Longhorn Network Disaster Continues With Elimination of "Longhorn Extra"
Studio shows on the Longhorn Network are going the way of the Southwest Conference, slowly becoming extinct.
The Longhorn Network is still among the most paradoxical creations in the history of sports, as back in 2011, its creation essentially saved the Big XII conference from implosion, and yet here, five years later, it remains a reason that all nine Big XII schools not named "Texas" are at odds with the Longhorns. Weird, huh?
With each passing programming decision at the ESPN-owned financial albatross (The Longhorn Network has reportedly lost $48 million in its five years on the air), its existence becomes more and more ironic. Even the most rudimentary television minds (like me) could see, back in 2011, that this project was ill-conceived, that the only thing it was set up to do really, really well was generate $15 million checks each year for the University of Texas.
ESPN has problems right now that go well beyond the Longhorn Network, namely a generation of television viewers becoming increasingly less dependent on cable television. However, in looking at every penny on ESPN's books, it's logical that the Longhorn Network and its microscopic viewership would be heavily scrutinized by ESPN higher-ups, and, to that end, it was announced on Tuesday that the Longhorn Network would no longer broadcast Longhorn Extra, which is basically LHN's version of SportsCenter, a nightly recap of news and information related to the University of Texas.
Courtesy of hookem.com, here's more on the reasons behind this decision:
“We remain committed to providing quality content for Texas fans through 175 sporting events annually, weekly studio shows and academic programming on Longhorn Network,” ESPN spokeswoman Gracie Blackburn said.
This move comes after the network earlier canceled “Texas All Access,” which was a Hard Knocks-style show that gave viewers a behind-the-scenes look at UT football. The All Access idea will remain integrated with other LHN-related programming, simply no longer be a stand-alone show, Blackburn said.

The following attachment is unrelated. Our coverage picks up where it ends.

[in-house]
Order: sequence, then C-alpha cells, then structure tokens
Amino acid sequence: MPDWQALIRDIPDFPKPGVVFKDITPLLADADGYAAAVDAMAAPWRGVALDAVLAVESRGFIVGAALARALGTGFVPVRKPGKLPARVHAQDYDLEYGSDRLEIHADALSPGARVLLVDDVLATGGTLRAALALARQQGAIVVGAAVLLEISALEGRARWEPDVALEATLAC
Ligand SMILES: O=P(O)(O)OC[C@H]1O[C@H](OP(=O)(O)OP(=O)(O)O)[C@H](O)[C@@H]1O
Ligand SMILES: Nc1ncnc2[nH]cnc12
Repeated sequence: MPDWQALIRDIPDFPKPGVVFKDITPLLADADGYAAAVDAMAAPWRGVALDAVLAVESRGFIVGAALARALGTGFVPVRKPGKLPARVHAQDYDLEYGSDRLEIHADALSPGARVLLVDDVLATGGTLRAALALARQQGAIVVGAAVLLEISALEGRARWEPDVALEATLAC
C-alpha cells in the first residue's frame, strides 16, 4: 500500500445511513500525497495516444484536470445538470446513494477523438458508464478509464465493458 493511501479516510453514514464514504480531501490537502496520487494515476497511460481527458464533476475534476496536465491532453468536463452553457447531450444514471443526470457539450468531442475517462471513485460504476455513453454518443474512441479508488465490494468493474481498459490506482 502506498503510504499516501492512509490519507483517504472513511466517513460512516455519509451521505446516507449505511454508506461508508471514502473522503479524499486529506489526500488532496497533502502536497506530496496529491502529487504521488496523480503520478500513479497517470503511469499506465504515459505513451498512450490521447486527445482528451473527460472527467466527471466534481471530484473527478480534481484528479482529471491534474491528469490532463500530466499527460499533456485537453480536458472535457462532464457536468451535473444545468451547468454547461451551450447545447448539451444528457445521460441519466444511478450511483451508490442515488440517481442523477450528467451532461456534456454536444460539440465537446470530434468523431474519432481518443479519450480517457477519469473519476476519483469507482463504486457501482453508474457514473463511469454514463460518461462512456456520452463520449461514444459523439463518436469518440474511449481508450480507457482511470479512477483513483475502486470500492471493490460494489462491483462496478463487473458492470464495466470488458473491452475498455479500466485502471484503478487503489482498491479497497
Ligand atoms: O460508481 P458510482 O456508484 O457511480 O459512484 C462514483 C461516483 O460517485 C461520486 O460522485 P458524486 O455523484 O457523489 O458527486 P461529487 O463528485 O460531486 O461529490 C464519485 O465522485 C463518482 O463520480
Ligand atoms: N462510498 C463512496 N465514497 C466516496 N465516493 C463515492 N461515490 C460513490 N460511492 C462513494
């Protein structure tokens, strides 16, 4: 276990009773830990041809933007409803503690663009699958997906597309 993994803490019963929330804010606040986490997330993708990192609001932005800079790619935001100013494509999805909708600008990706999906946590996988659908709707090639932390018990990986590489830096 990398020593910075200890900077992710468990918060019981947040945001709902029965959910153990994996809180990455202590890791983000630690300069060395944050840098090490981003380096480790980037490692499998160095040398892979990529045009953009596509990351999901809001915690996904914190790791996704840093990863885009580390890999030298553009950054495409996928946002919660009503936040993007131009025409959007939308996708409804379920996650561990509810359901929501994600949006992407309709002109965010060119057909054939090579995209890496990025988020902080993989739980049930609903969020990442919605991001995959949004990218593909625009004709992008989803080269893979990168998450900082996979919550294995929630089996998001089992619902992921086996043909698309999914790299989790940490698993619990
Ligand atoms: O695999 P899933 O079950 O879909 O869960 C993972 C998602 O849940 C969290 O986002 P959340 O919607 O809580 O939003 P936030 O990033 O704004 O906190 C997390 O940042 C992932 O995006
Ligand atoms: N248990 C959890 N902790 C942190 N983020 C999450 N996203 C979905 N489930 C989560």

Longhorn Network will still air “Texas GameDay” and sport-specific shows featuring UT coaches. The Sept. 10 football game against UTEP and the Oct. 15 matchup against Iowa State are both scheduled to air on LHN this fall. The full Texas volleyball TV schedule has not been released, however the network usually airs a majority of home matches.
Rice Owls Mens Basketball vs. Louisiana Tech Bulldogs Mens Basketball
TicketsSat., Feb. 25, 7:00pm
Gridiron Glory: The Best of Pro Football HOF -- 10AM-6PM
TicketsSun., Feb. 26, 10:00am
Gridiron Glory: The Best of Pro Football HOF -- 10AM-3PM
TicketsMon., Feb. 27, 10:00am
Rice Owls Men's Baseball vs. Pepperdine Waves Men's Baseball
TicketsFri., Mar. 3, 6:30pm
The continued dwindling of original programming and gradual dissipation of resources combined with what is likely a shrinking subscriber base (given the aforementioned cord-cutting trend) is a harrowing sign for anybody with high hopes of long-term success for the Longhorn Network.
It's fair to wonder exactly what this network is going to be showing a year or two from now. A few live events and a bunch of old recorded shows and archived games? All recorded and archived material? A streaming webcam of Vince Young's living room?
Fifteen million dollars is a lot of money, and nobody expects Texas to turn down that revenue, but I would be curious what brand damage will be done (or is already being done) by having the university house the skeleton of a once ambitious network. Is it worth $15 million annually to have a network that is essentially a daily reminder of just how national your supposedly national brand is NOT? Is it worth $15 million annually to have your school's network as a punch line around collegiate sports and on talk shows everywhere?
My guess is Texas will cash checks until the LHN money faucet gets turned off, which is bad news for the other nine Big XII schools that would like to create a Big XII Network. So long as the lights stay on at the Longhorn Network, Texas will take their money and run, and Oklahoma and the other eight Big XII schools will jealously watch the SEC and Big Ten schools each cash checks north of $30 million for their conference's television rights.
And, in the meantime, Texas will continue to televise the most lucrative collegiate swim meets and tennis matches on the planet.
Listen to Sean Pendergast on SportsRadio 610 from 2 to 6 p.m. weekdays. Also, follow him on Twitter at http://twitter.com/SeanTPendergast and like him on Facebook at https://www.facebook.com/SeanTPendergast.
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